FEMA Requires Residents Adhere to Elevation Requirements from ABFEs

February 7, 2006

In order to ensure that communities affected by major disasters are rebuilt stronger, safer and less vulnerable to damages from future flooding disasters, FEMA will require communities to adhere to the elevation requirements established by Advisory Base Flood Elevations (ABFEs) in order to be eligible for FEMA-funding for certain mitigation and recovery projects.

Following catastrophic disasters, when the situation warrants, FEMA conducts new flood risk assessments to analyze the most current and accurate flood-risk data available. ABFEs are based on those assessments.

Q: What are advisory base flood elevations (ABFEs) and how do they differ from the current base flood elevations?
A: After Hurricanes Katrina and Rita struck the Gulf Coast, FEMA conducted a new flood frequency analysis and determined that the current base flood elevations, or BFEs, for many communities impacted by the hurricane are too low. The analysis took into account data from Hurricane Katrina, as well as additional tide and storm data from other events that have occurred over the past 25 years. In order to help these communities reduce their vulnerability to damages from future flooding, FEMA is issuing advisory base flood elevations that more closely reflect post-storm conditions. The ABFEs are significantly higher than the base flood elevations (BFEs) shown on pre-Katrina flood maps, and extend farther inland than the Special Flood Hazard Areas on the existing maps. A base flood elevation is the height, relative to the mean sea level, that has a one percent chance of being equaled or exceeded by flood waters in a given year. It is one of the key building standards required for communities participating in the National Flood Insurance Program (NFIP).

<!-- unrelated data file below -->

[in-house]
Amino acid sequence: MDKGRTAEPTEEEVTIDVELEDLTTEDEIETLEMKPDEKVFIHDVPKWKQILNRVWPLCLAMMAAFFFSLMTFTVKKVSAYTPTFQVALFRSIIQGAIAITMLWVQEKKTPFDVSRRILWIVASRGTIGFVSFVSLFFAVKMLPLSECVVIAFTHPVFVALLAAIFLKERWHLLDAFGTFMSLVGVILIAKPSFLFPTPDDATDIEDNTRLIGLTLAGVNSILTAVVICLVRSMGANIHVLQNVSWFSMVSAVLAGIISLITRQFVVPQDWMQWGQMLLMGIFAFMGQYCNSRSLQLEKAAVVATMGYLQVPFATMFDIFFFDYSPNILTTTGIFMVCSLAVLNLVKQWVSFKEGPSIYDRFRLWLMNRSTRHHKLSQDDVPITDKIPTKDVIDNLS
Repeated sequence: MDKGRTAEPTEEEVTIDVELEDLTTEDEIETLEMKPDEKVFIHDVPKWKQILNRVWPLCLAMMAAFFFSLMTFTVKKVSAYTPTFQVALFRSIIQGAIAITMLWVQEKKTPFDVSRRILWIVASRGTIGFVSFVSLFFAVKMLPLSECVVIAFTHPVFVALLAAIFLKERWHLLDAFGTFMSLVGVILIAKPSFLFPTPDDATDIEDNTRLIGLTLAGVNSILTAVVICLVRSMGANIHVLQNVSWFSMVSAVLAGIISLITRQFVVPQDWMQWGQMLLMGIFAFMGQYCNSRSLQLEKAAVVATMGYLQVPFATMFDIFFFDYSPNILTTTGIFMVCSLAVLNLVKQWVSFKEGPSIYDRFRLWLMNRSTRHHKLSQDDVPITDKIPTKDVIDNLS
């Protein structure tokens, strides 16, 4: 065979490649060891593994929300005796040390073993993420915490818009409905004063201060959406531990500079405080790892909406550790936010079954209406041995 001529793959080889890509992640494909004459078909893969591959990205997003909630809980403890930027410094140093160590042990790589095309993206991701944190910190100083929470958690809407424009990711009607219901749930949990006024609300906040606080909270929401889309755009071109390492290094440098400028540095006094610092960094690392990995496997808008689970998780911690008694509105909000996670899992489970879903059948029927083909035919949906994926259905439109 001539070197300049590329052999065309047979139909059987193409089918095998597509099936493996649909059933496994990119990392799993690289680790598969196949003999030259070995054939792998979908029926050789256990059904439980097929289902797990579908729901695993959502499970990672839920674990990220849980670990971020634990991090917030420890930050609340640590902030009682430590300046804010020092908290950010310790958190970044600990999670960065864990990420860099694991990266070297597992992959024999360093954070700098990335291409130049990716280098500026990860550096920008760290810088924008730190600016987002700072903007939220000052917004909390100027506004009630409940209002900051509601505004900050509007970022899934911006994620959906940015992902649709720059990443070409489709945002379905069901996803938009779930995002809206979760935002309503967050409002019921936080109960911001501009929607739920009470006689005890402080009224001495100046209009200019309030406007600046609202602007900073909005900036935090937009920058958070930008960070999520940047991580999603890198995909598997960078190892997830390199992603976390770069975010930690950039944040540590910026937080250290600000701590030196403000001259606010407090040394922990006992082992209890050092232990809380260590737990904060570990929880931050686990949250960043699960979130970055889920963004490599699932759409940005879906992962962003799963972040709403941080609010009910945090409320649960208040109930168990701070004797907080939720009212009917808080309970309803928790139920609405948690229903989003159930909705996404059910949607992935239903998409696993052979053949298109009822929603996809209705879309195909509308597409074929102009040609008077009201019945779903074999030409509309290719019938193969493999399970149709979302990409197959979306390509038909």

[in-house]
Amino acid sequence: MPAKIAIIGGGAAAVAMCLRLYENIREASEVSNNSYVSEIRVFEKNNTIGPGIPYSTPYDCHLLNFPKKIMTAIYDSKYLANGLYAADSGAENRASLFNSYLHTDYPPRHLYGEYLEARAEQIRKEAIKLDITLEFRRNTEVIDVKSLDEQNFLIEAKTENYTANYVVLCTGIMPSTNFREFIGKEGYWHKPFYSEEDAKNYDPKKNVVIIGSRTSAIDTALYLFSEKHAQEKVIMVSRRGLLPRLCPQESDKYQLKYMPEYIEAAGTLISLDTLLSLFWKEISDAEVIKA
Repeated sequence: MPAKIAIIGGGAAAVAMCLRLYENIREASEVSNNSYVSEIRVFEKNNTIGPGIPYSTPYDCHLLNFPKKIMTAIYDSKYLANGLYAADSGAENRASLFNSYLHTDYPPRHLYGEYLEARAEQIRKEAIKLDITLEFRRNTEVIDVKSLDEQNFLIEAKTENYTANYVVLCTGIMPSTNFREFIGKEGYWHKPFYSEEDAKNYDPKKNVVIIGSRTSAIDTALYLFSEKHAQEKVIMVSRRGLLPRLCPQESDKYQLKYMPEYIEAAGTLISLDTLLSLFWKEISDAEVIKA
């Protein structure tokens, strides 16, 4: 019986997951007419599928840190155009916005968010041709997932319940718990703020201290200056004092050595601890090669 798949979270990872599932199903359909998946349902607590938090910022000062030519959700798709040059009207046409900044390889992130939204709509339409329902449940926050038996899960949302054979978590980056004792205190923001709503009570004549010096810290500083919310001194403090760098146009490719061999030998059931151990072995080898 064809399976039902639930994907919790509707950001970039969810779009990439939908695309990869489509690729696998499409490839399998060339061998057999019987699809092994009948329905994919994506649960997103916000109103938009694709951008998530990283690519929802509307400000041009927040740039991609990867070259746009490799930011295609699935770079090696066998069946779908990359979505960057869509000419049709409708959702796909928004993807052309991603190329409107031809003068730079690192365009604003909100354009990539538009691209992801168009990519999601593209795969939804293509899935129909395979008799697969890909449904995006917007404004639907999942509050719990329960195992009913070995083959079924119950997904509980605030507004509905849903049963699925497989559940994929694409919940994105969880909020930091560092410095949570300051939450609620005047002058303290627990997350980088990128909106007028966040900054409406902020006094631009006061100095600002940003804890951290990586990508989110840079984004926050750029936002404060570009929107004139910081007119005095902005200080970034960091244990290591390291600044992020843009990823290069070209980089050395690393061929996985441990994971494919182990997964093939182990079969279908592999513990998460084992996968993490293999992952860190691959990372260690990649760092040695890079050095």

Q: For what areas have ABFEs been released?
A: To date, ABFEs exist for Hancock, Harrison and Jackson counties in Mississippi; and Calcasieu, Cameron, Iberia, Lafourche, St. Charles, St. John the Baptist, St. Mary, St. Tammany, Tangipahoa, Terrebonne and Vermilion parishes in Louisiana. Additional ABFEs are being developed for four Louisiana parishes, Orleans, Jefferson, St. Bernard and Plaquemines, protected by levees, including the city of New Orleans. FEMA is working closely with State and local officials, and the Army Corps of Engineers to analyze the situation and provide the best information for the four remaining parishes.

Q: Why have ABFEs not been released for other storms?
A: Hurricane Katrina was an exceptionally strong storm that caused flood waters to far exceed the one percent chance of flooding. FEMA’s preliminary post-storm analysis showed that the current base flood elevations were too low, and that significant changes to the floodplains resulting from the storm necessitated the new advisory elevations. FEMA responded to local officials’ requests for more accurate rebuilding data by developing these ABFEs.

Q: Will this requirement cost local communities more money to rebuild?